Many people have strong opinions about refugees traveling on holiday to their home country, from which they have applied for protection against. One of those who have created controversies in this case is the controversial social debate Sumaya Jirde Ali, who argued that she travels to Somalia despite her family having been living in Norway on a humanitarian basis.
After being greeted with massive criticism for his statements, Jirde Ali wrote a comment in Dagsavisen Newspaper, where she justified her travels to Somalia, with her having to travel to meet her very ill grandfather.
“If Norway is really going to criminalise this, yes, Norway is not my home,” she wrote.
But, have refugees actually been allowed to travel to the country they sought protection from at all?
UDI claims that it can lead to loss of refugee status.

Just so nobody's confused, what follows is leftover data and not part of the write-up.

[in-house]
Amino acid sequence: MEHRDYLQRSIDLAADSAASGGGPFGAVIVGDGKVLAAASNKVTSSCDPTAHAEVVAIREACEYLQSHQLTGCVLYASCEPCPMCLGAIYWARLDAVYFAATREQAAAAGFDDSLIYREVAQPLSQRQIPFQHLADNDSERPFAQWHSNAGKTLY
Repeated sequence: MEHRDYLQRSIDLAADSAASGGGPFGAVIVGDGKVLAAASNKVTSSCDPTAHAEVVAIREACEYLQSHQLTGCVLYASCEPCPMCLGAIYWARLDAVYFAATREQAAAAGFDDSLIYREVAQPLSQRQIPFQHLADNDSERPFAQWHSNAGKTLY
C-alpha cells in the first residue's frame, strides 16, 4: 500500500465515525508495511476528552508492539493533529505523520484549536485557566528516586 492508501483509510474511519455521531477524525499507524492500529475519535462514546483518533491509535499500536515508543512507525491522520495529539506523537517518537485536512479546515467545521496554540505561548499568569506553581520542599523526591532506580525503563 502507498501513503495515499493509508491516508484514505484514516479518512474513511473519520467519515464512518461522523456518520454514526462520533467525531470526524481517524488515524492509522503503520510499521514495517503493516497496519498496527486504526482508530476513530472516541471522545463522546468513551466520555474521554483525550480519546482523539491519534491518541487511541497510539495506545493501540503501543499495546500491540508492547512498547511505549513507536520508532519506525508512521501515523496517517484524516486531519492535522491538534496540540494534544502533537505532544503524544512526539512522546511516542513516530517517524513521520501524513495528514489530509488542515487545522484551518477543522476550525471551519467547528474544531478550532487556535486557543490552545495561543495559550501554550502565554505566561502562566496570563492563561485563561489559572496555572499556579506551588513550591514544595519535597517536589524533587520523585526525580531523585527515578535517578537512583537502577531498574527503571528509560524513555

‘’It is the case that it is not allowed to return to their country of residence if they have refugee status.
If anyone still does this and returns to Norway again, it will be considered grounds for calling back the permit,” said Kjersti Vaugelade-Baust, Press Counselor in UDI, to Resett.
The counsellor referred to an instruction from the Ministry of Justice on the interpretation of the Immigration Act.
In the instructions, the counsellor stated that, as a rule, the aim is to change residence permits for refugees vacationing in their home country.
‘’If such travel and abuse of the system is discovered, it is important that the Immigration Act’s sanctions are fully utilised, by the immigration authorities by responding with the revocation of the residence permit, and termination of the foreigner’s status as refugee, states the instruction.
However, there are exceptions. Among other things, the refugee can retain the residence permit in cases where he or she makes a short visit to a dying family member. It may also be that Norway accepts that a political refugee who forwards opposition policy for a movement Norway supports may return to the home for short stays if political work is a purpose for the journey.
Source: resett.no / #Norway Today